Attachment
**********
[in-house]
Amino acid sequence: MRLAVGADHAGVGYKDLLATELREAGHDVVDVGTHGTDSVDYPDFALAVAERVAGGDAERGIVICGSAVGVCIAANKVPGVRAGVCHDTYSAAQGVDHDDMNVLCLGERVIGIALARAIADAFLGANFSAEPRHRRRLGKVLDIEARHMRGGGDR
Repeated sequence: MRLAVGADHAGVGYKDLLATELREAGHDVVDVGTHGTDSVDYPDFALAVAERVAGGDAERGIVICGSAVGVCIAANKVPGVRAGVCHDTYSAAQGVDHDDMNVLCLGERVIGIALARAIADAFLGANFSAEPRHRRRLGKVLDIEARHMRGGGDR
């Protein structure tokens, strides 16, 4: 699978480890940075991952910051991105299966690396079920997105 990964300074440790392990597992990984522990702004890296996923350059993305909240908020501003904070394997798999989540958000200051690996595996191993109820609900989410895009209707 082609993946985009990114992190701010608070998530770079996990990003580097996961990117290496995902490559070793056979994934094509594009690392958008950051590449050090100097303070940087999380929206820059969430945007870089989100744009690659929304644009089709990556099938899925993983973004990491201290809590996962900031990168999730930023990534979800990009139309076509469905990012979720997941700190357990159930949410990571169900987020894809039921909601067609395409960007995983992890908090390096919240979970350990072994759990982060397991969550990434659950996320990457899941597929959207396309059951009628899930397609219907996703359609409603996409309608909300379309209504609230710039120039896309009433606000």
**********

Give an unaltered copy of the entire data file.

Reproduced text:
[in-house]
Amino acid sequence: MRLAVGADHAGVGYKDLLATELREAGHDVVDVGTHGTDSVDYPDFALAVAERVAGGDAERGIVICGSAVGVCIAANKVPGVRAGVCHDTYSAAQGVDHDDMNVLCLGERVIGIALARAIADAFLGANFSAEPRHRRRLGKVLDIEARHMRGGGDR
Repeated sequence: MRLAVGADHAGVGYKDLLATELREAGHDVVDVGTHGTDSVDYPDFALAVAERVAGGDAERGIVICGSAVGVCIAANKVPGVRAGVCHDTYSAAQGVDHDDMNVLCLGERVIGIALARAIADAFLGANFSAEPRHRRRLGKVLDIEARHMRGGGDR
């Protein structure tokens, strides 16, 4: 699978480890940075991952910051991105299966690396079920997105 990964300074440790392990597992990984522990702004890296996923350059993305909240908020501003904070394997798999989540958000200051690996595996191993109820609900989410895009209707 082609993946985009990114992190701010608070998530770079996990990003580097996961990117290496995902490559070793056979994934094509594009690392958008950051590449050090100097303070940087999380929206820059969430945007870089989100744009690659929304644009089709990556099938899925993983973004990491201290809590996962900031990168999730930023990534979800990009139309076509469905990012979720997941700190357990159930949410990571169900987020894809039921909601067609395409960007995983992890908090390096919240979970350990072994759990982060397991969550990434659950996320990457899941597929959207396309059951009628899930397609219907996703359609409603996409309608909300379309209504609230710039120039896309009433606000």